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By Todd Ward
HE’S had guns aimed at him, punches thrown
and his life threatened.
But nothing has been able to stop Te Kuiti De-
partment of Conservation ranger Doug Taucher
from guarding New Zealand’s natural beauty.
After a lifetime spent protecting our bush,
forests and rivers from pests and poachers, he is
finally calling it a day.
On Monday, the 59-year-old from Otorohanga
will officially retire from DOC – exactly 43 years
after joining the New Zealand Forest Service in
1974. When it became part of DOC in 1987, so
did Mr Taucher.
He has no regrets and takes great pride in
what he’s achieved – from humble beginnings
spotlighting pests in East Coast forest blocks – to
playing a major role in re-establishing a threat-
ened bird species.
Born and raised in Otaki, the young forest
ranger first arrived in Otorohanga in 1982,
managing goat hunting operations in the North
Along with pest control, he’s been at the
forefront of many other conservation roles with
DOC including fire control, fencing, freshwater
fish and marine monitoring, but most notably
It’s dangerous, but necessary work says Mr
Taucher, to protect what he calls “paradise”.
“To this day, law enforcement is one of the
favourite things I’ve ever done – like preventing
poaching and other illegal activities – because I
hate people ripping the place off,” he says.
“I remember one time five of us were travelling
up the Waikato River and we spotted a whitebait
net with no-one around it.
“We asked a guy across the river if it was his
and he said ‘no’ so we said we were going to take
it because it was set illegally.
“Well, he went off the deep end and soon after
a punch came flying, but luckily one of the other
guys put his arm up and blocked it.
“ Then he reeled off some death threats, threat-
ening to kill us all and it got to the point where we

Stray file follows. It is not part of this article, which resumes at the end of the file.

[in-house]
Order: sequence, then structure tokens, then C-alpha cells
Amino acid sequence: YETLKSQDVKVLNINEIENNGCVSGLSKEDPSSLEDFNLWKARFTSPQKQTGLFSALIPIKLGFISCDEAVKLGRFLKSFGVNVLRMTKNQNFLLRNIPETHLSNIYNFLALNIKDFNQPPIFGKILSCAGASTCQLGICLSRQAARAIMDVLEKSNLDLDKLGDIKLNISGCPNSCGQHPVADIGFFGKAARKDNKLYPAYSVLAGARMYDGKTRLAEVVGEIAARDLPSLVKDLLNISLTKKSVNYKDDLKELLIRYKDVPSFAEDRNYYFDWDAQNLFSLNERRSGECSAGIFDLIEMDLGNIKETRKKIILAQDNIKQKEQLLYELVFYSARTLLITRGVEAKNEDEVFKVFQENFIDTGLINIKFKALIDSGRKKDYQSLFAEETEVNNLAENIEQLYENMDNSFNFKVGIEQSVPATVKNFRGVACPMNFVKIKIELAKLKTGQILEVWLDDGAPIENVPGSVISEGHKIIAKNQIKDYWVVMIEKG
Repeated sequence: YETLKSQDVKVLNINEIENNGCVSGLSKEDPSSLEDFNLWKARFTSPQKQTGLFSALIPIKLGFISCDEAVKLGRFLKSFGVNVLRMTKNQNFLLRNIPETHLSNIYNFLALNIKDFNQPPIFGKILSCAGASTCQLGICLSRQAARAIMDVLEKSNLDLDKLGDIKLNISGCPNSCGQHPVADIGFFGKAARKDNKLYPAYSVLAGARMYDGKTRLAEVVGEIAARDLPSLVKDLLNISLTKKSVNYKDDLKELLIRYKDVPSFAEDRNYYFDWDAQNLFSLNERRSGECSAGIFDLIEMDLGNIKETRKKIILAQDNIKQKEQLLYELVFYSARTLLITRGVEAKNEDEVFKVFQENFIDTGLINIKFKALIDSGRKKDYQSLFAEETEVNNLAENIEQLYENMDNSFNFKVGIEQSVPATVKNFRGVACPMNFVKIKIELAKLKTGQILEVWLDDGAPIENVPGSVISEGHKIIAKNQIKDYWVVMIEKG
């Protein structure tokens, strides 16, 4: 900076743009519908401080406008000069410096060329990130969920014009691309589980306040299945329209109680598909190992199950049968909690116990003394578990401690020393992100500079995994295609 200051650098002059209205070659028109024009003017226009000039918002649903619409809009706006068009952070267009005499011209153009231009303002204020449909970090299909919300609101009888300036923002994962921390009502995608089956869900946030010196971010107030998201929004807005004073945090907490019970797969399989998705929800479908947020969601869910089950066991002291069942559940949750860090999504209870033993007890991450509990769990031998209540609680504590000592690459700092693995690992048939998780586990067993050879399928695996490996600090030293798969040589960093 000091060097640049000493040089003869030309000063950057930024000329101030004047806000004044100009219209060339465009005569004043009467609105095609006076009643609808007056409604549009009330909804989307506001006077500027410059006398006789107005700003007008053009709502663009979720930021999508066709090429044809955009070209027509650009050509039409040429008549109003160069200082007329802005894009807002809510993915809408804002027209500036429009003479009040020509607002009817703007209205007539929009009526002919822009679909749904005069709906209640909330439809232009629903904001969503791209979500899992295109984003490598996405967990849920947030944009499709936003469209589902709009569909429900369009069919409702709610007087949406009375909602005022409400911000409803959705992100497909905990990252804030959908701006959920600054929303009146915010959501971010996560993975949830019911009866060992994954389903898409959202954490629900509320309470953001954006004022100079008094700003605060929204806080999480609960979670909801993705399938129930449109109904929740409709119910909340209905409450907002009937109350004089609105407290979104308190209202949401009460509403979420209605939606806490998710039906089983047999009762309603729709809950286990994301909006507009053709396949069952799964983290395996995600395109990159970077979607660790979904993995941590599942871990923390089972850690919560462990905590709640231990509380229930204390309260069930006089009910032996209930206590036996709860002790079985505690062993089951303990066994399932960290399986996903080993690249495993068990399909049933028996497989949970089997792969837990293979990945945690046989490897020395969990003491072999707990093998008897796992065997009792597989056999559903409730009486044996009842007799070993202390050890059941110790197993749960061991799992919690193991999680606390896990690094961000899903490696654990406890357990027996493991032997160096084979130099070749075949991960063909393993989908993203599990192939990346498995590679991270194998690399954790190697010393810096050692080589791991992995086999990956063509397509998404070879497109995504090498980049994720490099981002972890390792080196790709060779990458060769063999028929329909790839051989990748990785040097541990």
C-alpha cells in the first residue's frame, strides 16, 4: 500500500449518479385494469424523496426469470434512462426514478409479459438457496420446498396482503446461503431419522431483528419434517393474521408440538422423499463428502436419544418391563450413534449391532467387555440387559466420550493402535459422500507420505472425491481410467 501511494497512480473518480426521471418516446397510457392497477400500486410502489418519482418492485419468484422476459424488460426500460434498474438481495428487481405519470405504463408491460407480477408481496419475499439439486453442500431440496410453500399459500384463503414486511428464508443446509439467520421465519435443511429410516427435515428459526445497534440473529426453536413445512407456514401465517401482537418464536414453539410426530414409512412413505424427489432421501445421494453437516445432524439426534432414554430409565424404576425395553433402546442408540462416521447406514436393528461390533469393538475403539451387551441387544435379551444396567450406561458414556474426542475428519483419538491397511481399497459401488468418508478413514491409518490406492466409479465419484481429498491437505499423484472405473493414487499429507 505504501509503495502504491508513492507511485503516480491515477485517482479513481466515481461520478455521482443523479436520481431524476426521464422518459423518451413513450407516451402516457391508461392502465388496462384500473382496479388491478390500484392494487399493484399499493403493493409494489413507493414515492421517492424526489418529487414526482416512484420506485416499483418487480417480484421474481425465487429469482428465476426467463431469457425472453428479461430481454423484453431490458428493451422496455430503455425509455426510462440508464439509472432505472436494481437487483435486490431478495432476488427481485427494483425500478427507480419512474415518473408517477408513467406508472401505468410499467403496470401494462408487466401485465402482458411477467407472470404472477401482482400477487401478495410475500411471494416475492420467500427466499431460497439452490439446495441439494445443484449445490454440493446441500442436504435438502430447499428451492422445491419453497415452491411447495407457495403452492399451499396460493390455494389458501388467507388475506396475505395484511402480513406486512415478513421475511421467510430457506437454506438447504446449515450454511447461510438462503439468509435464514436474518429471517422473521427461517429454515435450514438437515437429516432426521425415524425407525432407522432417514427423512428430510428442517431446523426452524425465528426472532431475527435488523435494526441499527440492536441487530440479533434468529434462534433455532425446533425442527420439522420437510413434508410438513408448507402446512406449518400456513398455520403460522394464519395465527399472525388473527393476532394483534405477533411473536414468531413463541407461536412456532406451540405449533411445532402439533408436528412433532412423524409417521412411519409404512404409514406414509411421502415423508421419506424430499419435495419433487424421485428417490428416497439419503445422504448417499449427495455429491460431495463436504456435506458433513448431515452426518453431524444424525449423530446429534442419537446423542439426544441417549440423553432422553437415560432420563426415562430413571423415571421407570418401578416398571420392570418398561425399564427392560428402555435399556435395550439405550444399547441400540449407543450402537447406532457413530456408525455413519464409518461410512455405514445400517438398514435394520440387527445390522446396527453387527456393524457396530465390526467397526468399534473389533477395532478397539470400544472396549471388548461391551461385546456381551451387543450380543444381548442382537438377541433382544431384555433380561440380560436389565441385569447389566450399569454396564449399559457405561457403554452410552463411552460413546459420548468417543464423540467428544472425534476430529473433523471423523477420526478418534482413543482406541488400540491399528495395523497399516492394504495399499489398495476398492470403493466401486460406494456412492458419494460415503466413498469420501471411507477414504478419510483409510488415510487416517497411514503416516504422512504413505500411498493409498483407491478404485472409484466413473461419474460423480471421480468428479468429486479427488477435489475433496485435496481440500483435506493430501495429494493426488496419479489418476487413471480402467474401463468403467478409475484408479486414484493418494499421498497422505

almost had to call the police, because he seemed
pretty genuine about it.”
Another time, an inexperienced Mr Taucher
was tracking poachers in the Kaimai Ranges
when he learned a valuable lesson.
“We were escorting one of the guys out, who
had a rifle, and he was following me.
“ That’s when I heard the click of a bolt being
“I soon backed off to get in behind him.
“So it taught me that you always have to have
your guard up and be completely aware of what’s
happening at all times.”
SAVING THE KOKAKO
Away from the crosshairs of being a DOC land
guardian, Mr Taucher also did his part preserving
and nurturing the North King Country region’s
precious resources, as well as volunteering his
time with Land Search and Rescue and NZ
For his commitment, he received a LandSAR
Excellence Award in 2014 for outstanding con-
tribution to Search and Rescue over a period of
more than 20 years.
His main highlight though was working to
protect and re-establish the threatened kokako
population in Mapara.
“Out of all the years of blood, guts, sweat and
tears, to be part of a pest control programme to
protect the kokako which along with Pureora
[Forest] now forms the stronghold of North
Island kokako, has been very rewarding.”
Mr Taucher plans to retire in Kawhia with his
partner Rose and looks forward to spending his
time hunting, fishing and gardening.
His parting message to the community is to
protect all the native species we have today –
especially the Maui’s Dolphin – before they are
“DOC cannot do this alone.
“So I encourage everyone in New Zealand to
take part in some project or activity that will help
“Let’s keep this country the way we know it
should be – paradise.”
Mr Taucher was thrown a retirement party
by his DOC colleagues at the Otorohanga Club
DOUG Taucher carried out numerous conservation roles throughout his 43 years protecting
wildlife like this gannet (clockwise from above left), releasing seals after the Rena oil spill off
the coast of Tauranga, as well as pest control programmes and talking to children about the
environment. PHOTOS SUPPLIED
Be sure to look
AFTER 43 years Department of Conservation ranger Doug Taucher from Otorohanga officially
retires from his post on Monday.
DOUG Taucher (left) originally started work with the New Zealand Forest Service in 1974.
When it merged with DOC in 1987, he went too. PHOTO SUPPLIED
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